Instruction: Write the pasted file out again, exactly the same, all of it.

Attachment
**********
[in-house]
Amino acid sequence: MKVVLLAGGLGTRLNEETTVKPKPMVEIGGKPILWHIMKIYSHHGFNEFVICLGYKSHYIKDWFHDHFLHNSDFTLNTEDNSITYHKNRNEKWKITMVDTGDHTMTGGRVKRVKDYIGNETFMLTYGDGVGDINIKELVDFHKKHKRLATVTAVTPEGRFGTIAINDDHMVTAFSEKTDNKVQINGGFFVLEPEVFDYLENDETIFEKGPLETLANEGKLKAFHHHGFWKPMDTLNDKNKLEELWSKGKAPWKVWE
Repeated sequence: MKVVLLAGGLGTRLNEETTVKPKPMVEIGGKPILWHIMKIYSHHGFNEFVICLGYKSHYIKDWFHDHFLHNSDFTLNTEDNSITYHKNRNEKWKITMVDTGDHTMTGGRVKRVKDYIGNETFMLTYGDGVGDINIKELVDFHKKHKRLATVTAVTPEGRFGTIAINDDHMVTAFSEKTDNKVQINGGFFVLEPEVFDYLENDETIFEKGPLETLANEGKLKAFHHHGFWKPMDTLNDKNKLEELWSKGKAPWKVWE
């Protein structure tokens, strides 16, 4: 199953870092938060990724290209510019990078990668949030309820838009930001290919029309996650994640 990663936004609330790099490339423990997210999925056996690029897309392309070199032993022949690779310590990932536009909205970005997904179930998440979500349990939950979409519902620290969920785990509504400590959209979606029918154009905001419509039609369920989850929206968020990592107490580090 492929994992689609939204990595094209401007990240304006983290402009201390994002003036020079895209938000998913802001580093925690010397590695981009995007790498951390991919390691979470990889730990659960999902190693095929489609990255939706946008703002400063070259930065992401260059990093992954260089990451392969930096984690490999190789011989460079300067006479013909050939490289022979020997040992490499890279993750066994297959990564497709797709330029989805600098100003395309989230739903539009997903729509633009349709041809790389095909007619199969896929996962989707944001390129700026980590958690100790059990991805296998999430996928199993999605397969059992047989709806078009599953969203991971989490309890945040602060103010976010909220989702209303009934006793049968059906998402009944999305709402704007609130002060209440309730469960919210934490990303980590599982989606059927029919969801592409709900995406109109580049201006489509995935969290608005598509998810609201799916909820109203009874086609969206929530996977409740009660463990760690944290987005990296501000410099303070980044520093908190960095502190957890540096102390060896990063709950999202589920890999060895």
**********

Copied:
[in-house]
Amino acid sequence: MKVVLLAGGLGTRLNEETTVKPKPMVEIGGKPILWHIMKIYSHHGFNEFVICLGYKSHYIKDWFHDHFLHNSDFTLNTEDNSITYHKNRNEKWKITMVDTGDHTMTGGRVKRVKDYIGNETFMLTYGDGVGDINIKELVDFHKKHKRLATVTAVTPEGRFGTIAINDDHMVTAFSEKTDNKVQINGGFFVLEPEVFDYLENDETIFEKGPLETLANEGKLKAFHHHGFWKPMDTLNDKNKLEELWSKGKAPWKVWE
Repeated sequence: MKVVLLAGGLGTRLNEETTVKPKPMVEIGGKPILWHIMKIYSHHGFNEFVICLGYKSHYIKDWFHDHFLHNSDFTLNTEDNSITYHKNRNEKWKITMVDTGDHTMTGGRVKRVKDYIGNETFMLTYGDGVGDINIKELVDFHKKHKRLATVTAVTPEGRFGTIAINDDHMVTAFSEKTDNKVQINGGFFVLEPEVFDYLENDETIFEKGPLETLANEGKLKAFHHHGFWKPMDTLNDKNKLEELWSKGKAPWKVWE
């Protein structure tokens, strides 16, 4: 199953870092938060990724290209510019990078990668949030309820838009930001290919029309996650994640 990663936004609330790099490339423990997210999925056996690029897309392309070199032993022949690779310590990932536009909205970005997904179930998440979500349990939950979409519902620290969920785990509504400590959209979606029918154009905001419509039609369920989850929206968020990592107490580090 492929994992689609939204990595094209401007990240304006983290402009201390994002003036020079895209938000998913802001580093925690010397590695981009995007790498951390991919390691979470990889730990659960999902190693095929489609990255939706946008703002400063070259930065992401260059990093992954260089990451392969930096984690490999190789011989460079300067006479013909050939490289022979020997040992490499890279993750066994297959990564497709797709330029989805600098100003395309989230739903539009997903729509633009349709041809790389095909007619199969896929996962989707944001390129700026980590958690100790059990991805296998999430996928199993999605397969059992047989709806078009599953969203991971989490309890945040602060103010976010909220989702209303009934006793049968059906998402009944999305709402704007609130002060209440309730469960919210934490990303980590599982989606059927029919969801592409709900995406109109580049201006489509995935969290608005598509998810609201799916909820109203009874086609969206929530996977409740009660463990760690944290987005990296501000410099303070980044520093908190960095502190957890540096102390060896990063709950999202589920890999060895």